March 3, 2020
A lesson in humility – my transition to #Agencylife
Five months ago, I took a huge leap. After more than 26 years of in-house communications in the public sector, I joined the team at Argyle as the Senior Vice President and General Manager for Western Canada.

Five months ago, I took a huge leap. After more than 26 years of in-house communications in the public sector, I joined the team at Argyle as the Senior Vice President and General Manager for Western Canada. I figured it would be a piece of cake. After all, I’ve spent decades honing my craft, building teams, dealing with issues and crises on provincial, national and sometimes international levels. I was leading a team of communicators in one of the most contentious industries in our country at the Alberta Energy Regulator. I considered myself an entrepreneurial, innovative communicator with a high capacity for work. This would be easy-peasey, right?

Wow. I really had no idea.

I also owe a huge apology to every consultant to whom I have ever uttered a snarky “I don’t think you really understand what we do here.” In my defence, I had absolutely no idea what YOU did on a day-to-day basis.

So five months in, here are the five things I’ve learned about working for Argyle.

    1. You need to work to GET the work. OK, so this may seem obvious to a lot of you, but in-house, you are often explaining why you can’t possibly take on the latest assignment, let alone hustling to even get the chance to do the work. I had no idea of the research and insight that goes into preparing proposals and pitches, or the skill that’s required to take two vaguely worded pages of an RFP and figure out how to best meet the needs of the client. I also wasn’t prepared for the experience of putting your heart and soul into a proposal and then not getting the job. The first one took me weeks to get over.

 

    1. Accountability is on a whole new level. I thought I was efficient. Then for the first time in my career, I started tracking my time in 15-minute segments. What an eye-opener! While it didn’t take long for me to clearly see where I wasn’t being productive, it also brought me face-to-face with how I add value to a project or a file. When a client is paying for that time, you have to be strategic and thoughtful about how and when you contribute, and you need to make sure that you are adding value, not playing in a sandbox because you find it interesting.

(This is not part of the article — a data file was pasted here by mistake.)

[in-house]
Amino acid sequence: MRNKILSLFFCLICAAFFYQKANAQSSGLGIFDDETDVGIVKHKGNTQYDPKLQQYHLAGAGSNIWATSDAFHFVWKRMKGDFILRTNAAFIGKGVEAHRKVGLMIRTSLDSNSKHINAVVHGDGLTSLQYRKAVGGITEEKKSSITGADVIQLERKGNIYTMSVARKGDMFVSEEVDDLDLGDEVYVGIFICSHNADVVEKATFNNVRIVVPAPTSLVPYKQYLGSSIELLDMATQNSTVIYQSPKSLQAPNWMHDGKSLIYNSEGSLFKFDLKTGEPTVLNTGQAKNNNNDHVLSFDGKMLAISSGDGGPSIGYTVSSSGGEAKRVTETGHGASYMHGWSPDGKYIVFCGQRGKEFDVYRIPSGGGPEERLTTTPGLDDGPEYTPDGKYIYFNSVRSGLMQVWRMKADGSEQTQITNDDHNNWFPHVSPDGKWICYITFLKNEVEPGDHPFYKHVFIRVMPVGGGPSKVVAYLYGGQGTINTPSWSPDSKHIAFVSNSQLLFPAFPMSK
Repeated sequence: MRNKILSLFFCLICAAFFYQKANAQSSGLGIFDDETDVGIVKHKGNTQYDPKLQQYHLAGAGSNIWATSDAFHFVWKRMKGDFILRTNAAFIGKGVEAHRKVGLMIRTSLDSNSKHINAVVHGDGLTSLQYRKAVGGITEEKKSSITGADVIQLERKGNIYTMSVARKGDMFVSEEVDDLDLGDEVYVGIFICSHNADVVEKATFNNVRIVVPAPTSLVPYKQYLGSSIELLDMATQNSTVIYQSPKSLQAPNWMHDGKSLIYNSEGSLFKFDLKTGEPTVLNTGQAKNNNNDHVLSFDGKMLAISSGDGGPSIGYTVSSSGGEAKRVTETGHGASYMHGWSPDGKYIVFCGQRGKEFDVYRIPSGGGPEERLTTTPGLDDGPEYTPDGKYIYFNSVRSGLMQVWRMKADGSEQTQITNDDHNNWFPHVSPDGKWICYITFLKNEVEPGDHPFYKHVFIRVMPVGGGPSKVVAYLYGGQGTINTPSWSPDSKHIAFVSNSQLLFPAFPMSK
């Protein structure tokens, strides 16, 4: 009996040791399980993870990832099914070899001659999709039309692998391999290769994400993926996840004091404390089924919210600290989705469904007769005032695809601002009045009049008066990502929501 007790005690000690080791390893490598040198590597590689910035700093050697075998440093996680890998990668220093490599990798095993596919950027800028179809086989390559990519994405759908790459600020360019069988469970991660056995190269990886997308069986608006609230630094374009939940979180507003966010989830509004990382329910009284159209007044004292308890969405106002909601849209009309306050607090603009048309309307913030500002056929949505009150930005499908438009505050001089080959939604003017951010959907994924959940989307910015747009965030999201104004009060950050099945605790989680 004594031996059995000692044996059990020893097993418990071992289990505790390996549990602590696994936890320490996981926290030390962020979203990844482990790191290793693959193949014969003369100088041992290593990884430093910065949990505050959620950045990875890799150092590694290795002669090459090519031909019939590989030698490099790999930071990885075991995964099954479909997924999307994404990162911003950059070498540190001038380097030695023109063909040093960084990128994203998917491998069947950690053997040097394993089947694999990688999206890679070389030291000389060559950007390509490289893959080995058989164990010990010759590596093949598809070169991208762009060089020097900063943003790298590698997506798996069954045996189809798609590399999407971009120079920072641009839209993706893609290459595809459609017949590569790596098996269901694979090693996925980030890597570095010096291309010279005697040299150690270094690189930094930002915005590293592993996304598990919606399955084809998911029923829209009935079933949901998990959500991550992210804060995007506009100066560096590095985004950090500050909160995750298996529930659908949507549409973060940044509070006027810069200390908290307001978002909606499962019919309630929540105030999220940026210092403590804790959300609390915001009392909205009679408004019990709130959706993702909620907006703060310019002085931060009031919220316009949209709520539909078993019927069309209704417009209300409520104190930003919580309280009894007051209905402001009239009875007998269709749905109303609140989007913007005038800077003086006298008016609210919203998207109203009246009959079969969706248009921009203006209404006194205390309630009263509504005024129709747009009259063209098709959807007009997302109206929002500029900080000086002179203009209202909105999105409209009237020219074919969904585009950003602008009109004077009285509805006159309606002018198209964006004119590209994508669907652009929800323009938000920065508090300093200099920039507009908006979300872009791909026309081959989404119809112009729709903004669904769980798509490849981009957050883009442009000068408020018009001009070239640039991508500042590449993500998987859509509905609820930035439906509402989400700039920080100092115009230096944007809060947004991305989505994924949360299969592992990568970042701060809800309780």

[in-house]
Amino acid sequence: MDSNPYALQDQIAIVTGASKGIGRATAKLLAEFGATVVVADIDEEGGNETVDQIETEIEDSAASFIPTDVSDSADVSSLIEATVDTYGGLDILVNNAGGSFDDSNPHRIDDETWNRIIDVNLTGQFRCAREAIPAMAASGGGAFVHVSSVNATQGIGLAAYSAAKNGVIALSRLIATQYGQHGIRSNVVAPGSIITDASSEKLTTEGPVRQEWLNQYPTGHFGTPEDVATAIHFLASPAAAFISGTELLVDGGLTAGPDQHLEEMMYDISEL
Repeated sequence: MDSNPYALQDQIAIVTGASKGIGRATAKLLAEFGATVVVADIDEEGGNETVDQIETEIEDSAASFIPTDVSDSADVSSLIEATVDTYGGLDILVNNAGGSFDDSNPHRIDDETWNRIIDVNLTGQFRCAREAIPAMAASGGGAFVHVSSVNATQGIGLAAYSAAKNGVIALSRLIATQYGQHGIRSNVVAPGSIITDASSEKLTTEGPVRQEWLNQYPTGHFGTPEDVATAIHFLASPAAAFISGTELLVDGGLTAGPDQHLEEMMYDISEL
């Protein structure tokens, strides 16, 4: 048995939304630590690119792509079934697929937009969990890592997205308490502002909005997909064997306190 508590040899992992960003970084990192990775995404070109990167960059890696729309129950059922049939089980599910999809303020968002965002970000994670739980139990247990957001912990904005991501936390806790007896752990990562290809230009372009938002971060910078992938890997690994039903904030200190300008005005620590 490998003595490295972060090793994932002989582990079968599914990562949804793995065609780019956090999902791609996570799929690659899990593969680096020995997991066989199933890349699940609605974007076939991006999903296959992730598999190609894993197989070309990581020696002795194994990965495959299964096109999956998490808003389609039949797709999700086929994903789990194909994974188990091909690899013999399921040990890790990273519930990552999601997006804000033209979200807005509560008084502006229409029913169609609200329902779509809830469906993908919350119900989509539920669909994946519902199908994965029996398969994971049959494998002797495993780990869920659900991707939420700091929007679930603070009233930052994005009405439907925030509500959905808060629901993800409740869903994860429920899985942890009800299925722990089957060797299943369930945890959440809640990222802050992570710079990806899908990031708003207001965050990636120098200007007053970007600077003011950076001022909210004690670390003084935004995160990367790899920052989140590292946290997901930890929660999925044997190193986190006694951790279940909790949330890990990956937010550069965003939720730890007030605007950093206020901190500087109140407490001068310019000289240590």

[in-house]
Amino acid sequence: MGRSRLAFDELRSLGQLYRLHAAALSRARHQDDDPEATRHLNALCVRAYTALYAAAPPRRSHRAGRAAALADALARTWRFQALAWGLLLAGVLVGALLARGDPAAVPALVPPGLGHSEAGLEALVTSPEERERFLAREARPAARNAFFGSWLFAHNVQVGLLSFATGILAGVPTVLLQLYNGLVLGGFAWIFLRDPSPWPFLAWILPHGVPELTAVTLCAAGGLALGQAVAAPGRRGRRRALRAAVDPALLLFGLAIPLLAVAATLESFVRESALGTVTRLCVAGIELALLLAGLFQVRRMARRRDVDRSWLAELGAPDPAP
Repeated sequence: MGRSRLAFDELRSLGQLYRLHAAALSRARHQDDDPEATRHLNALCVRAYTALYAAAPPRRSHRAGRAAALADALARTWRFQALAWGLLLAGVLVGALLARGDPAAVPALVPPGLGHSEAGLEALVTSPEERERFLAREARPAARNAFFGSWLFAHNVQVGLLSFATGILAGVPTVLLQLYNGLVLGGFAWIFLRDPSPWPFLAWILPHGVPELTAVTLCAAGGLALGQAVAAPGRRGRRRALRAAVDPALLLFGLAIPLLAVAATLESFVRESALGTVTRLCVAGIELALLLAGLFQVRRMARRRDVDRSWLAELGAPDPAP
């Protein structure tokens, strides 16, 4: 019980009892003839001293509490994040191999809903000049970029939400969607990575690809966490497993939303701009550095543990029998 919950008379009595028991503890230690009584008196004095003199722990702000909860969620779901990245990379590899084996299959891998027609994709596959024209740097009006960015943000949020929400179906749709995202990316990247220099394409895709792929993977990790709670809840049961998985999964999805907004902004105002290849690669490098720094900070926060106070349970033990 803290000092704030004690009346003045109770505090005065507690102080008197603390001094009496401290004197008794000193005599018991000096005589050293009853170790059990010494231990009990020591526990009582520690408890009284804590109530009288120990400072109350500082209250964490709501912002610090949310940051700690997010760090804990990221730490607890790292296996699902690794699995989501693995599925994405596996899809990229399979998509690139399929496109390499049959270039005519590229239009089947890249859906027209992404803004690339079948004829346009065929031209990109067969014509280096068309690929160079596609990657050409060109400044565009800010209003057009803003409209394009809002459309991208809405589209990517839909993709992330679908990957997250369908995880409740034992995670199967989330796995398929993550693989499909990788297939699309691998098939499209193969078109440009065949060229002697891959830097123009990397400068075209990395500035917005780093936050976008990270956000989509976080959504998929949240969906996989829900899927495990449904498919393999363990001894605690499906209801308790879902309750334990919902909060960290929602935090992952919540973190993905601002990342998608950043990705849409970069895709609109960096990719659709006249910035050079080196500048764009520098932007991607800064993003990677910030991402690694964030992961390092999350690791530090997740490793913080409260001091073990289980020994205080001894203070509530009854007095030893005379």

1. You need to learn… NOW. Not only do you have to get up to speed on an industry or a file right away, you have to bring something of worth to the table. In-house communicators are seeking you out because they want innovative ideas and strategic counsel. A ‘well I’ve always done it this way’ isn’t going to cut it, and nor should it. Working with clients across the country has challenged me to bring my best work to every file, every time.

 

    1. People are generous, kind and patient. From the moment I joined the team, even before I started, I was blown away by the generosity of the team at Argyle. Maybe it was my bias, and maybe it is something unique to Argyle, but I was not prepared for the level of collaborative thinking, creativity and the support I have received. I love being part of a team and every file has exposed me to someone new whose skill and experience has made me look at things in a whole new light. Our use of collaborative tools means we’re tapping into expertise from across the country on every project. I learn something new every day.

 

  1. It’s addictive. It’s not just that no two days are alike, no two hours are alike. The variety of work, the calibre of the team and the opportunity to work with some of the country’s top communicators in organizations that span all industries is energizing. It brings home the importance of the work we do and our ability to connect organizations with the people that matter most to them, be they customers, stakeholders, employees or the broader public.

Maybe I had gotten a tad complacent. I’ve learned lately I have a lot to learn.

To my PR colleagues, both in-house and agency, I’ve learned to appreciate the many facets of our profession and how the diversity of our experiences and our approach means better results for the organizations we serve.

To our clients, I’ve learned that Argyle’s cross-country team brings new opportunities to improve relationships through meaningful engagement, communicate strategically, tell compelling stories, deliver award-winning creative and digital programs, and build trusted brands and reputations.

To my fellow Argylers, I am proud to be part of a nation-wide network of incredibly talented colleagues who are as fun as they are skilled. I get to see, each and every day, the dedication, expertise and innovation that our team brings to every file, helping our clients communicate with confidence.

Oh, and this article wouldn’t be complete if I didn’t thank a fellow consultant who coached me, mentored me, talked me off the ledge and helped me navigate this exciting, and sometimes scary, transition: my son, Andrew Blanchette. Sure, he works for the competition, but late-night calls between two generations of PR practitioners eating cold takeout and meeting deadlines at opposite ends of the country, along with regular ‘you can do it, Mom’ texts, helped make my transition to #agencylife a lot easier. It makes a mother proud.

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